Could you build a model of New York City out of sticks? Someone did. At least, about a dozen folks in a company built more than 175 models of New York landmarks. In the impressive setup, more than 25 different model trains wend their way past the botanical city of lookalikes.
Many holiday-season train shows were canceled or limited to fewer visitors in 2020 because of the pandemic. But since then, the popular attractions have made a comeback at botanical gardens, conservatories, and elsewhere around the United States.
The shows, now a tradition in many cities, feature a combination of model trains and painstakingly detailed miniature recreations of landmark buildings made from leaves, twigs, and other dried plant materials.
“It’s magical because people love to picture themselves in these small landscapes,” says Karen Daubmann, vice president for exhibitions and public engagement at the New York Botanical Garden.
How did all this train-and-greenery business get started? Almost 40 years ago, Ohio landscape architect Paul Busse took his quirky passion for trains, architecture, and gardens public. He set up a garden railway exhibit at the 1982 Ohio State Fair.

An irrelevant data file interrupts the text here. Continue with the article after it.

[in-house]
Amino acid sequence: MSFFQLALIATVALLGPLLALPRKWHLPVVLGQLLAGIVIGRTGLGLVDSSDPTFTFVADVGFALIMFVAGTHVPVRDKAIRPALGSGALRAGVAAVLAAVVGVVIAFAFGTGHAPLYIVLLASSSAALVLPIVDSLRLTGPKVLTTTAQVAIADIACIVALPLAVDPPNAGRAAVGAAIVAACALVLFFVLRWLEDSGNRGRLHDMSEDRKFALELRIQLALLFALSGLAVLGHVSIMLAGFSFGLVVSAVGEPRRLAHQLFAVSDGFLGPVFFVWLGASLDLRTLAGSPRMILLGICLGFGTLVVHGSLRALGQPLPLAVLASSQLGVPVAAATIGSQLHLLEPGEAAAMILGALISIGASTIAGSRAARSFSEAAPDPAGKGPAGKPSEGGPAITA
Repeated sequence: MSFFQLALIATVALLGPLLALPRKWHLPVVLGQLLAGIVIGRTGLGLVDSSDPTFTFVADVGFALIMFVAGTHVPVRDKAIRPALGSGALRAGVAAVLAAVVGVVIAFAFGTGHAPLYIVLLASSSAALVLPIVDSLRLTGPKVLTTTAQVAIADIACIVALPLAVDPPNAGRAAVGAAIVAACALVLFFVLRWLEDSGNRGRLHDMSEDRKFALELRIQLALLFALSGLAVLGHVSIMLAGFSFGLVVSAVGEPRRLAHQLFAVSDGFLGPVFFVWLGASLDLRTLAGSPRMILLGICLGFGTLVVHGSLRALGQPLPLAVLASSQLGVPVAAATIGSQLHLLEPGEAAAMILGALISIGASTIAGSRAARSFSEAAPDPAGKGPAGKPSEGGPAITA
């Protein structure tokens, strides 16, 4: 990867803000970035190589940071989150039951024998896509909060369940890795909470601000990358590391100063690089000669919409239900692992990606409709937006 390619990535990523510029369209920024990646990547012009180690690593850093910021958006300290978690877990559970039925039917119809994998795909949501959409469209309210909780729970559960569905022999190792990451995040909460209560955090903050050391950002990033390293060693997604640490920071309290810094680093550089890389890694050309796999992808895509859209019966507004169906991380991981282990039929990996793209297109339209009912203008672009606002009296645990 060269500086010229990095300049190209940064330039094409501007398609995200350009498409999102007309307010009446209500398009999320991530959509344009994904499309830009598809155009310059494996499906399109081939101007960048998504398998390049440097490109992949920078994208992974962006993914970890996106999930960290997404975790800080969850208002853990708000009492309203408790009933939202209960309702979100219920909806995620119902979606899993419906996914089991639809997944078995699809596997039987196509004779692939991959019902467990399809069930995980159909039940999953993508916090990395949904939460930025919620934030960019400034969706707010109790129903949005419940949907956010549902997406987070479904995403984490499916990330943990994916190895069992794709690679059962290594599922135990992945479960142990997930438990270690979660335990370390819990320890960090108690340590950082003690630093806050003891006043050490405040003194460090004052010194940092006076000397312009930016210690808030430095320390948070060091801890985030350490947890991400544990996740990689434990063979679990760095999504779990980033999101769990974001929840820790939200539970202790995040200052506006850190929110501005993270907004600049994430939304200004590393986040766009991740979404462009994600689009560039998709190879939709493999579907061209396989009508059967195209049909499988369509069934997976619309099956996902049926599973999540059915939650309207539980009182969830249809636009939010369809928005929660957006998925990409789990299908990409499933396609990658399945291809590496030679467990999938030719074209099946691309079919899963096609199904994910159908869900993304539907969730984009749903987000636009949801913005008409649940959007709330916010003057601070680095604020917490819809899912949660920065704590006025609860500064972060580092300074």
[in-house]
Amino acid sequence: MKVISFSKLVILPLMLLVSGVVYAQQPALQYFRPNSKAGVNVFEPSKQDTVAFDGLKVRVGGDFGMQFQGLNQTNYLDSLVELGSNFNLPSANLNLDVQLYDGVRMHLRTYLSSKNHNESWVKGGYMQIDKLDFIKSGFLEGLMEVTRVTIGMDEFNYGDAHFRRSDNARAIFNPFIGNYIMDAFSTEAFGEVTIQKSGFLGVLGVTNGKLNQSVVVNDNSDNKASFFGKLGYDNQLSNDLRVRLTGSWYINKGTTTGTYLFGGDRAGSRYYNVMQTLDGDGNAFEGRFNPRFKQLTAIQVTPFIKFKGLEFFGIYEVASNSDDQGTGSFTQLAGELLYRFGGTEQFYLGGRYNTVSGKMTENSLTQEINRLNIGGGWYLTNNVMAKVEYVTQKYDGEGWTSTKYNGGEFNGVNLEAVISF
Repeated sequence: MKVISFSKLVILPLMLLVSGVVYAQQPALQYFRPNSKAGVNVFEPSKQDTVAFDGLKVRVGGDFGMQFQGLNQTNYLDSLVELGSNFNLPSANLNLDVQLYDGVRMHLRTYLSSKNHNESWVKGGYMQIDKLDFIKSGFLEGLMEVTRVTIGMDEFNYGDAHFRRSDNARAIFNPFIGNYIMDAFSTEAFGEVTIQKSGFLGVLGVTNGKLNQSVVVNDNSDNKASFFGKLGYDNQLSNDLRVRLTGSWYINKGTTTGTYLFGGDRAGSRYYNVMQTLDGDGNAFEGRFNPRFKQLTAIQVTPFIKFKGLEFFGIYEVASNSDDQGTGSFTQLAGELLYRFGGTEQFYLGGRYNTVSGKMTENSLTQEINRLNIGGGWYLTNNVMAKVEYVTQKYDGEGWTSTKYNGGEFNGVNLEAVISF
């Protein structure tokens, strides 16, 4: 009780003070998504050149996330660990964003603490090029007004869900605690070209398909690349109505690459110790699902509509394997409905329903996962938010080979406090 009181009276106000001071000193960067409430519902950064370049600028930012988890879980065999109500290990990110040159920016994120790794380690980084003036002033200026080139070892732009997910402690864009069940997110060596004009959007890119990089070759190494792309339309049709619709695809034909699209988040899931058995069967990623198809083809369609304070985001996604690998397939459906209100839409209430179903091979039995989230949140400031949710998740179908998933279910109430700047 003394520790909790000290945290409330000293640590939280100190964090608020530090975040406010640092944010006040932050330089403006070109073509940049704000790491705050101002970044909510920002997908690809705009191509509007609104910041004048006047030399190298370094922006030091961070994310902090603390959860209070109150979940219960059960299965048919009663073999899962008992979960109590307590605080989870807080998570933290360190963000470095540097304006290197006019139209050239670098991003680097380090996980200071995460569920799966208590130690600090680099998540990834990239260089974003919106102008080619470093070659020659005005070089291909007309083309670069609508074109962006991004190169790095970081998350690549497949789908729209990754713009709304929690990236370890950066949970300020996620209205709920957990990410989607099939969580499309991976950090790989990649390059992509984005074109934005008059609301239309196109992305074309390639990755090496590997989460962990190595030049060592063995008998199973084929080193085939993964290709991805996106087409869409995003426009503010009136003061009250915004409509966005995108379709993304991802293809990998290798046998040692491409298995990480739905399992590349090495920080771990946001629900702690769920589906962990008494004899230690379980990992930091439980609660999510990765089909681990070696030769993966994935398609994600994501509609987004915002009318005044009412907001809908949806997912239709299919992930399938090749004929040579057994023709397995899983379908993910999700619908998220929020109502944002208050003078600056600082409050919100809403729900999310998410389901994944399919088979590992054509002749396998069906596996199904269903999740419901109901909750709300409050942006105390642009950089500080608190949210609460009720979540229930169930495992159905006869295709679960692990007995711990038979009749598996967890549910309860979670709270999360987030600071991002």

In 1992, the New York Botanical Garden, smitten by the concept and looking for a way to attract visitors in the winter, invited Busse and his team to create a “Holiday Train Show” there.
“That first year it only featured a couple train tracks and a handful of models of New York landmarks. But it was such a success that it became an annual tradition, with a few new models of landmarks added each year,” says Daubmann.
Busse’s company, Applied Imagination, Ltd., has a dozen or so full-time employees. They build models in a studio stocked with plant materials.
“We’ve got everything from sticks of different colors and textures, to shelf fungus, to a huge array of pinecones. You can’t imagine how many types of pinecones there are out there,” says Busse’s daughter Laura Busse Dolan. She took the helm of the company five years ago.
Applied Imagination’s teams create model buildings, tiny bridges, and tunnels. Once finished, they pack their bags and travel, setting up their creations around the country.
They’ve learned a thing or two, including not to use dried berries or acorns in their structures. One year, squirrels ate one of their lampposts.
The smaller models take around 250 hours to build. The biggest, an 11-foot replica of the Biltmore House in Asheville, North Carolina, took nearly 3,000.
Why? People made in the image of God long to create. Something about miniature replicas seems to particularly delight us.